October 7th, 2020
I’ve seen countless posts, mostly from well-meaning parents, about technology and how it’s taking away our artists. How our children are being deprived of creativity by cell phones and video games and computers.
I, respectfully, disagree. But (also respectfully!) I feel like I have the pedigree and point of view to explain why.
If a person is a creator, they will find a way to create. Period. If a person is an artist, they will create art. Period. If they’re a writer, they will write words. Yet another period.
And how do I know this?
Because for my entire existence, creating art has never been easy. In fact, it’s been consistently hard and sometimes nigh-impossible. And yet I keep finding ways to do it.
I loved making movies when I was young. I did have a camcorder or two. Okay. But I didn’t have editing equipment. And tapes were both expensive and barely held any length of footage. And I only had so many friends — not enough for a crew of actors and technical positions and directing roles and everything else a normal production would require.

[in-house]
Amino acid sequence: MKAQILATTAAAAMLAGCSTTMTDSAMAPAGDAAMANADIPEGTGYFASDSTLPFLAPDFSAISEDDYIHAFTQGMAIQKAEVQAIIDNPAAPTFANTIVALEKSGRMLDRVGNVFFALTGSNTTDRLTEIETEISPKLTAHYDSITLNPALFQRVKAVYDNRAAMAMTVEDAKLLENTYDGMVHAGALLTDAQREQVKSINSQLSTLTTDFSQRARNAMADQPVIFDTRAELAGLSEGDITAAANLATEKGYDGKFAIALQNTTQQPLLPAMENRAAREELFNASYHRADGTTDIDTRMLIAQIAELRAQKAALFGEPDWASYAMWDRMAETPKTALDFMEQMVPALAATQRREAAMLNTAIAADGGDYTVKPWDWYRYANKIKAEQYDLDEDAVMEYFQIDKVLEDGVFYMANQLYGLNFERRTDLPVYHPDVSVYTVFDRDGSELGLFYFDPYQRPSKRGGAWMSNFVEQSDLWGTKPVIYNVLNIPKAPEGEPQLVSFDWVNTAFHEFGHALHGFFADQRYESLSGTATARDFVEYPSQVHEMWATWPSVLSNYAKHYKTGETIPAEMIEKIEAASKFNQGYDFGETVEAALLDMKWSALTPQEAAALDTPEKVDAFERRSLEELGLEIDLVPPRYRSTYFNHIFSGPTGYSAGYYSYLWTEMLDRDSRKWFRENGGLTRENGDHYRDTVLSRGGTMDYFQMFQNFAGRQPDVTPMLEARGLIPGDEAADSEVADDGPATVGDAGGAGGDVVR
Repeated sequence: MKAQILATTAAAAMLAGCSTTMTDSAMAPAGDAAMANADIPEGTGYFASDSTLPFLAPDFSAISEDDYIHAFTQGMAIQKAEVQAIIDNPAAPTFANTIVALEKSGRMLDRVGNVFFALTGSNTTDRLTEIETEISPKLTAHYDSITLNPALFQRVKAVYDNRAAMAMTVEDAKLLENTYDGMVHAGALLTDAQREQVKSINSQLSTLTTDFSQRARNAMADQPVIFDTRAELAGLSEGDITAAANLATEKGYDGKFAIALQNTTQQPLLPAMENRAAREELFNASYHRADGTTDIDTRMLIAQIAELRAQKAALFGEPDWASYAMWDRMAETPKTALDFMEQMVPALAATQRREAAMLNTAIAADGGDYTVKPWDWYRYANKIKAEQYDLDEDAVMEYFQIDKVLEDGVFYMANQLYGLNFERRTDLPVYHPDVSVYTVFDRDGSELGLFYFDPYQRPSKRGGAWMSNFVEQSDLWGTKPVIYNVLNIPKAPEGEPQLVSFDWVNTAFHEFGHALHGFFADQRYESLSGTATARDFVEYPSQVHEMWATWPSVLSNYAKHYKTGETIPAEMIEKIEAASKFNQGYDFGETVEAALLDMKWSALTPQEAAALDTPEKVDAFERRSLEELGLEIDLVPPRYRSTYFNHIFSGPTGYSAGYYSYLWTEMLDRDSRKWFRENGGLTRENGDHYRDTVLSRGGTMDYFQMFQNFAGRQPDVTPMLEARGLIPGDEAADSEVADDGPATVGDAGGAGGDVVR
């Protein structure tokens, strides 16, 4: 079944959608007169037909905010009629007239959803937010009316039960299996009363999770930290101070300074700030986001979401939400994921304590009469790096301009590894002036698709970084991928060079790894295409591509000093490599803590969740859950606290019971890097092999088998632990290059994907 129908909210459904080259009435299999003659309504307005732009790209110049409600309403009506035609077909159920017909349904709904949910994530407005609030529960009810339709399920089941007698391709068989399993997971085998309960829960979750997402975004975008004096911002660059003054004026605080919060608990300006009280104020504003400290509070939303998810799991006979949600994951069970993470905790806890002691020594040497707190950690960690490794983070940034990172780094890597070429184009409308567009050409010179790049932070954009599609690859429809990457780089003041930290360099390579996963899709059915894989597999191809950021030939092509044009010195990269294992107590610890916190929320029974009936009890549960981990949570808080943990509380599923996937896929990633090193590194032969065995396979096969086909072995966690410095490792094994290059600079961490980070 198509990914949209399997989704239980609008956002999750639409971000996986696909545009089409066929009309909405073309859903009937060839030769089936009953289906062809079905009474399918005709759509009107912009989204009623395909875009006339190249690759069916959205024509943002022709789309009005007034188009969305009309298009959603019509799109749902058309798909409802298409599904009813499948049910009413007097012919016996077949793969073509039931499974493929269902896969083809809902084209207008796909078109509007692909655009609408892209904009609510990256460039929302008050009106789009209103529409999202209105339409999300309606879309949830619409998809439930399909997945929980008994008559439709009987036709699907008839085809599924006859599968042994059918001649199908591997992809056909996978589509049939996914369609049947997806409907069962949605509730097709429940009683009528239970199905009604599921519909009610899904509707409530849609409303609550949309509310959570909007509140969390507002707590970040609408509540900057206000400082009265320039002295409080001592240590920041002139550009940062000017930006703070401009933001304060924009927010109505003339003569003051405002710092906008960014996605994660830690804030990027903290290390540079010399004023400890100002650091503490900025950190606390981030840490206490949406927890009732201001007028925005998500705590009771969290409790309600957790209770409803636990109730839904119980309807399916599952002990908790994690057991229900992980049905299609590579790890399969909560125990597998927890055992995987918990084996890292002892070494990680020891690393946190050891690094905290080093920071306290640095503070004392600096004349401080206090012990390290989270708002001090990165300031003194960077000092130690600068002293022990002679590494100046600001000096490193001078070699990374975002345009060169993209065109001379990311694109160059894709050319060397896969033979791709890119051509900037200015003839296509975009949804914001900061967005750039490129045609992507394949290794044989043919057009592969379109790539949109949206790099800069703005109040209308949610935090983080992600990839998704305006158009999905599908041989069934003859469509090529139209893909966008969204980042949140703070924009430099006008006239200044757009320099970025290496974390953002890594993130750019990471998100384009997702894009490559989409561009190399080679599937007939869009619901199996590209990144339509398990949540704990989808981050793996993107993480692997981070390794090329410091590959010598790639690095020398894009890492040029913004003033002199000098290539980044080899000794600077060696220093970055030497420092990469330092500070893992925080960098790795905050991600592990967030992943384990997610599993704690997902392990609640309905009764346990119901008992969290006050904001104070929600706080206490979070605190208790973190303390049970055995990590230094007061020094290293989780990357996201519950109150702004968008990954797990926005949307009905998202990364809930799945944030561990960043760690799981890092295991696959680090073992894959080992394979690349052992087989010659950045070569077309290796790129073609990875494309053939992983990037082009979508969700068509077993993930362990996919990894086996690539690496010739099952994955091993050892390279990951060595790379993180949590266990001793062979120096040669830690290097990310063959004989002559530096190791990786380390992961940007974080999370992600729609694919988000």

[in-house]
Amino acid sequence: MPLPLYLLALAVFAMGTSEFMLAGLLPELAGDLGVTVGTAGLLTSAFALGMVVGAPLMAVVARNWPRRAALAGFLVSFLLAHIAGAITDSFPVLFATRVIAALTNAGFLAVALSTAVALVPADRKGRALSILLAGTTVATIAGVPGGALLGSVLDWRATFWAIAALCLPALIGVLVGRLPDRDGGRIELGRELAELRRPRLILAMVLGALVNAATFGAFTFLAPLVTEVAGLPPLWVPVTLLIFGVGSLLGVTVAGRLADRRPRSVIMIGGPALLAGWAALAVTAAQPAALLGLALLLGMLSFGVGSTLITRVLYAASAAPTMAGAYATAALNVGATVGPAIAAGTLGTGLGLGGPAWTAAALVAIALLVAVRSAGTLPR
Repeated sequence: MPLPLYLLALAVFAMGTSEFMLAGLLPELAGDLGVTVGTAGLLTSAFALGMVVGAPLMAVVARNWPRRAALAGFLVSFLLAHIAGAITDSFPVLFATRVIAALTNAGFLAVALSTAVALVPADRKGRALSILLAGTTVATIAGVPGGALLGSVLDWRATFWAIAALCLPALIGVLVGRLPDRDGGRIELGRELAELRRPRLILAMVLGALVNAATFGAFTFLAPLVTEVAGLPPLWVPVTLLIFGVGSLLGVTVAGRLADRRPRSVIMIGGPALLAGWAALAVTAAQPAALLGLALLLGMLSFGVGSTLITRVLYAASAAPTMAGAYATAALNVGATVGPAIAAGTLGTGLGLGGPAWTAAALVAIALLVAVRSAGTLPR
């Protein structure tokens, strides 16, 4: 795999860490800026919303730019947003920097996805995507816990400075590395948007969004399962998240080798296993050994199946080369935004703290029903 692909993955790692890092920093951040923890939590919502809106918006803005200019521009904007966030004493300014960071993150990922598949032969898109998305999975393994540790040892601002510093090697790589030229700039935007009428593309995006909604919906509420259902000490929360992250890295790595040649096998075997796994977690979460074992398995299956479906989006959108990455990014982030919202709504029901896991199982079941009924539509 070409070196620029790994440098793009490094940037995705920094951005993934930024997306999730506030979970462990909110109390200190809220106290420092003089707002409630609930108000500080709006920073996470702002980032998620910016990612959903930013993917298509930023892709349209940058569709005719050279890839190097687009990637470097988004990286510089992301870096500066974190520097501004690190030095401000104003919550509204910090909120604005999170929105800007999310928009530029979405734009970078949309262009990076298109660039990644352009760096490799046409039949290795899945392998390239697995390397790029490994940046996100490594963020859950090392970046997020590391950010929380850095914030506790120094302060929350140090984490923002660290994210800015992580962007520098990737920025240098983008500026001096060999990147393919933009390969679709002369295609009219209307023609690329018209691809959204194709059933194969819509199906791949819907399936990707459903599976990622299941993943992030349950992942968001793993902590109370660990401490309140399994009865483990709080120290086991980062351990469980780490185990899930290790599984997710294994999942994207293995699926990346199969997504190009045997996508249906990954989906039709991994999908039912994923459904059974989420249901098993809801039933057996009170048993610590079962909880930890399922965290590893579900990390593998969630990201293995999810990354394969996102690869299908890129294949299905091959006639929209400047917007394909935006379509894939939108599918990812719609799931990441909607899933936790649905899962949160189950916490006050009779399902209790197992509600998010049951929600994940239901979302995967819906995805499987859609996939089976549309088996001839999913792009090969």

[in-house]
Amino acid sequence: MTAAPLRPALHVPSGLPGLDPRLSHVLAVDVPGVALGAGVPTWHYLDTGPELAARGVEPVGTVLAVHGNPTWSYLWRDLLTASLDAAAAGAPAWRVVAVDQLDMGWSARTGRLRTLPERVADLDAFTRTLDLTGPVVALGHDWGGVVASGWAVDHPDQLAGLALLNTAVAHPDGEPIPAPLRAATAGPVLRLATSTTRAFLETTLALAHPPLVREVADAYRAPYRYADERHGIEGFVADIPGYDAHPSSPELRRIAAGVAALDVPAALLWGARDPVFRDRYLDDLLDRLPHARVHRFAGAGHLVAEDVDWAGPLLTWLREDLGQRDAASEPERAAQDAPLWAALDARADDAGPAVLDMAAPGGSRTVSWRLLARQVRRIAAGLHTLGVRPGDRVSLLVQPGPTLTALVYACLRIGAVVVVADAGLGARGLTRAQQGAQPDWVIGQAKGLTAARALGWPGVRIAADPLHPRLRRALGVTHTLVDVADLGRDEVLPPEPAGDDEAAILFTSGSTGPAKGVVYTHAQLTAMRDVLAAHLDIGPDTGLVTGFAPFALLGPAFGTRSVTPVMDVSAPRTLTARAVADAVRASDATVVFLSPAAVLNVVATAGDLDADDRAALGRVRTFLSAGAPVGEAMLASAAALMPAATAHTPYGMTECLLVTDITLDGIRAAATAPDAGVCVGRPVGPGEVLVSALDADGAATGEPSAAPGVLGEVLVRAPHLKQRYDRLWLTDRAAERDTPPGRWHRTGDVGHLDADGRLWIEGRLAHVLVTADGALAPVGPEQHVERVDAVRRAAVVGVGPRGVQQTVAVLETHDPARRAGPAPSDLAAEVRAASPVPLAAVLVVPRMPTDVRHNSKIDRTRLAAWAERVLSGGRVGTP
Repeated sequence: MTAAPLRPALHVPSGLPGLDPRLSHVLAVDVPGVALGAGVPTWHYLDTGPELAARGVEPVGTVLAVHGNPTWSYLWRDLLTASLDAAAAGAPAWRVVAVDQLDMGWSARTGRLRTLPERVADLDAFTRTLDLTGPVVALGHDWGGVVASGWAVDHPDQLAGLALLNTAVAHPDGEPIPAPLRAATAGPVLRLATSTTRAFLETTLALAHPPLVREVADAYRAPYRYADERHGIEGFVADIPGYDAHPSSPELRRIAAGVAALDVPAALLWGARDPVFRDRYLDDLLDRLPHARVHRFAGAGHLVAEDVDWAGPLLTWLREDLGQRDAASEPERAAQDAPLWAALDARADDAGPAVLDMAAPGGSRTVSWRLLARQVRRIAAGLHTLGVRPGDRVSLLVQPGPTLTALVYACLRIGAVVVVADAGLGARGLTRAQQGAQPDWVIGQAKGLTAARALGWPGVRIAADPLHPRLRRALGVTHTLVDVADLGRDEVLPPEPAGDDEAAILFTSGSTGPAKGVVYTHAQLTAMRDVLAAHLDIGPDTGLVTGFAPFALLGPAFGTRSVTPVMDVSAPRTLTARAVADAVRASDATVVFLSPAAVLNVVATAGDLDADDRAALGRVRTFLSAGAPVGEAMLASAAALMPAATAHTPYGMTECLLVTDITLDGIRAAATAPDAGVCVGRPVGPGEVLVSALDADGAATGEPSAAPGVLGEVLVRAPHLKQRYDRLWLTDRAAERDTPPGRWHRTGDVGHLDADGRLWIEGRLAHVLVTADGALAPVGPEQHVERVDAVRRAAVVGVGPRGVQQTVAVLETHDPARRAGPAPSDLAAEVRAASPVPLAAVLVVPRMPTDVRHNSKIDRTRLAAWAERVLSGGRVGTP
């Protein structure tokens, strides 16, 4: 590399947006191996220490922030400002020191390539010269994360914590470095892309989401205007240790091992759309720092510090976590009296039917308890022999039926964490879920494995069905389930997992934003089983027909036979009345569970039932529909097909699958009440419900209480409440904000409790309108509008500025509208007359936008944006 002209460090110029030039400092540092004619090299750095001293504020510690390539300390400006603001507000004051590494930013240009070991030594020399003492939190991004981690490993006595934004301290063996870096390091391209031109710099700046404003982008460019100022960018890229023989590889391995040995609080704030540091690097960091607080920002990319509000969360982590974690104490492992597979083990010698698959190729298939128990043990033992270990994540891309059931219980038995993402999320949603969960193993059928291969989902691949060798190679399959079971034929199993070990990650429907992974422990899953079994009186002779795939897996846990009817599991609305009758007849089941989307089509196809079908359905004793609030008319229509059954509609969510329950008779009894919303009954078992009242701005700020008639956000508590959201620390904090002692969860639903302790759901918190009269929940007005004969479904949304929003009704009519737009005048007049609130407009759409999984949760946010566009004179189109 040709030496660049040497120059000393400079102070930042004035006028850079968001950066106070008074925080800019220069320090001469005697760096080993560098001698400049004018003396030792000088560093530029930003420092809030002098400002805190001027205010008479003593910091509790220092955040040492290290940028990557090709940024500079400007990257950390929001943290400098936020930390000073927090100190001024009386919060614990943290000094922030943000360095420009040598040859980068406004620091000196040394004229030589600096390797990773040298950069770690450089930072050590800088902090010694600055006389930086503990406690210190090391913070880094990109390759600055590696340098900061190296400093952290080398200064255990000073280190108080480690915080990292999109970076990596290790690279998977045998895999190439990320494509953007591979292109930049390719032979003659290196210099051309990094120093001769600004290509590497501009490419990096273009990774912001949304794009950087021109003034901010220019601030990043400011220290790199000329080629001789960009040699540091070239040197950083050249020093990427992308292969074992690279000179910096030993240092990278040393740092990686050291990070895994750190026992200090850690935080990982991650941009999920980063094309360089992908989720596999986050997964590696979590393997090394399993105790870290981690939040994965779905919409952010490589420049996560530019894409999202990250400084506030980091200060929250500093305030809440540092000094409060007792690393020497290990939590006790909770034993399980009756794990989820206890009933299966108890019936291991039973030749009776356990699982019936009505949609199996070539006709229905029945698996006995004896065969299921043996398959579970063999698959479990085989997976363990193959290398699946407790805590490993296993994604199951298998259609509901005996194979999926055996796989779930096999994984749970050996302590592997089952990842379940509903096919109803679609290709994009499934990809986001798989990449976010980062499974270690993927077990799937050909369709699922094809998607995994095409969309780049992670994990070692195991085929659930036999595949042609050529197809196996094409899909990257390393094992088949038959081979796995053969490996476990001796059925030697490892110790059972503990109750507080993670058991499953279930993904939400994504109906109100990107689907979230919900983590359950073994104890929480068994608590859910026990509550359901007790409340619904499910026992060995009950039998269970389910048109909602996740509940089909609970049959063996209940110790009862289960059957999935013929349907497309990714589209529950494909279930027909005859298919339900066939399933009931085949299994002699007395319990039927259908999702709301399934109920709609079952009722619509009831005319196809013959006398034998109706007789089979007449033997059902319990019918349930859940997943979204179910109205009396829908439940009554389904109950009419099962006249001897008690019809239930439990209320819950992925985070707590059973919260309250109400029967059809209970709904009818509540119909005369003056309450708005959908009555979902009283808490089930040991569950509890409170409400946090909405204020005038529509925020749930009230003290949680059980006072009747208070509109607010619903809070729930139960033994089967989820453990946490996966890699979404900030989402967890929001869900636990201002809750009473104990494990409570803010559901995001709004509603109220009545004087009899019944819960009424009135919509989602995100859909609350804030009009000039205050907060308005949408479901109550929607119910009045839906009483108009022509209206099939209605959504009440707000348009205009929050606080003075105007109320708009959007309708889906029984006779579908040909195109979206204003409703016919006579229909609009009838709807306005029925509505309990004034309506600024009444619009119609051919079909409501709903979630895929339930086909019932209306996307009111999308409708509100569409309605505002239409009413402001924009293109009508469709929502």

But we made movies.
I’m a writer. But I’ve never had a publisher. That hasn’t stopped me from releasing four novellas and a graphic novel. And not just digital versions; real-life books to hold were part of the package. Do you know what that required of me? I had to learn how to write (and it’s debatable if I did), how to edit, how to format, how to art design, how to digitally produce, how to find a place to print material, how to raise funds, how to promote — I had to do everything a publishing house does. It wasn’t easy.
I still did it.
And on and on. So what does this have to do with technology? Technology makes it EASY. Look around at the young artists in your life. They’ve been given a near infinite canvas to express themselves, and they do.
They take photos. They use filters. They make movies to share on social media and YouTube. They paint in Photoshop. They type on Word. They play video games with artistic depth that rivals feature films and literature. They create memes (and brilliantly). They play music, and often learn how to play with online tutorials. They do things with make-up that I could never imagine.
They express themselves with the voice they possess and the tools they have with as much ferocity and ingenuity as I have ever seen any creator express themselves.
So don’t worry about our artists. We will always make ourselves heard.
Instead, just make sure you’re listening. Caring. Supporting. Because we’re creating in more ways than ever before.